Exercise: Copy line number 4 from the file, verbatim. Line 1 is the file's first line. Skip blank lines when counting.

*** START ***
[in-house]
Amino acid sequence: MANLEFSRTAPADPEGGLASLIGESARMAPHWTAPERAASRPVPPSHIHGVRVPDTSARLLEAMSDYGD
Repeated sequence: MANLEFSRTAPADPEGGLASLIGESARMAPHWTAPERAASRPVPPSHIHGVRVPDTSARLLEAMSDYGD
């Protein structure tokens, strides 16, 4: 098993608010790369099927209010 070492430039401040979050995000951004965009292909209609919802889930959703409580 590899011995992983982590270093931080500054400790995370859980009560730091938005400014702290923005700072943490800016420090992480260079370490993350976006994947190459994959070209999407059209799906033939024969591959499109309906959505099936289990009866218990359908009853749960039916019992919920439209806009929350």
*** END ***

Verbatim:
């Protein structure tokens, strides 16, 4: 098993608010790369099927209010 070492430039401040979050995000951004965009292909209609919802889930959703409580 590899011995992983982590270093931080500054400790995370859980009560730091938005400014702290923005700072943490800016420090992480260079370490993350976006994947190459994959070209999407059209799906033939024969591959499109309906959505099936289990009866218990359908009853749960039916019992919920439209806009929350």